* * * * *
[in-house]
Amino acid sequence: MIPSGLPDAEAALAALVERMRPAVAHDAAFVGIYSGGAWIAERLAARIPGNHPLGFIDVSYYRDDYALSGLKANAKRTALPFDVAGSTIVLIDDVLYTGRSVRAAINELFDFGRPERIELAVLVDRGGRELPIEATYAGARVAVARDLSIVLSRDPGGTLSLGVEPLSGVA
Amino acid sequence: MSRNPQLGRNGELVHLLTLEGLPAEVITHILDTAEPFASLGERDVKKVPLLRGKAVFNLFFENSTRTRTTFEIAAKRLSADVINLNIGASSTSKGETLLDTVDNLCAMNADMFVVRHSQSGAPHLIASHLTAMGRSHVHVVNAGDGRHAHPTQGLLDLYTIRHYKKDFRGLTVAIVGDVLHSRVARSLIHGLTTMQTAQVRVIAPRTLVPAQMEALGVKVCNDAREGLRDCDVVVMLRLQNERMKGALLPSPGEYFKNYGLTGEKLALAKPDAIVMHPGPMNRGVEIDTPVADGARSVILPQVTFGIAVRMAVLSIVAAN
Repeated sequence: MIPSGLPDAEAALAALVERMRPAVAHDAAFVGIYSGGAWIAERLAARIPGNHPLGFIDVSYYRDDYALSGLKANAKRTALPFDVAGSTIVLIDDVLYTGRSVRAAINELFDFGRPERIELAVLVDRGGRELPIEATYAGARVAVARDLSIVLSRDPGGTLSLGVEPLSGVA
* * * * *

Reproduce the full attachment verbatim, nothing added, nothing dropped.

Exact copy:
[in-house]
Amino acid sequence: MIPSGLPDAEAALAALVERMRPAVAHDAAFVGIYSGGAWIAERLAARIPGNHPLGFIDVSYYRDDYALSGLKANAKRTALPFDVAGSTIVLIDDVLYTGRSVRAAINELFDFGRPERIELAVLVDRGGRELPIEATYAGARVAVARDLSIVLSRDPGGTLSLGVEPLSGVA
Amino acid sequence: MSRNPQLGRNGELVHLLTLEGLPAEVITHILDTAEPFASLGERDVKKVPLLRGKAVFNLFFENSTRTRTTFEIAAKRLSADVINLNIGASSTSKGETLLDTVDNLCAMNADMFVVRHSQSGAPHLIASHLTAMGRSHVHVVNAGDGRHAHPTQGLLDLYTIRHYKKDFRGLTVAIVGDVLHSRVARSLIHGLTTMQTAQVRVIAPRTLVPAQMEALGVKVCNDAREGLRDCDVVVMLRLQNERMKGALLPSPGEYFKNYGLTGEKLALAKPDAIVMHPGPMNRGVEIDTPVADGARSVILPQVTFGIAVRMAVLSIVAAN
Repeated sequence: MIPSGLPDAEAALAALVERMRPAVAHDAAFVGIYSGGAWIAERLAARIPGNHPLGFIDVSYYRDDYALSGLKANAKRTALPFDVAGSTIVLIDDVLYTGRSVRAAINELFDFGRPERIELAVLVDRGGRELPIEATYAGARVAVARDLSIVLSRDPGGTLSLGVEPLSGVA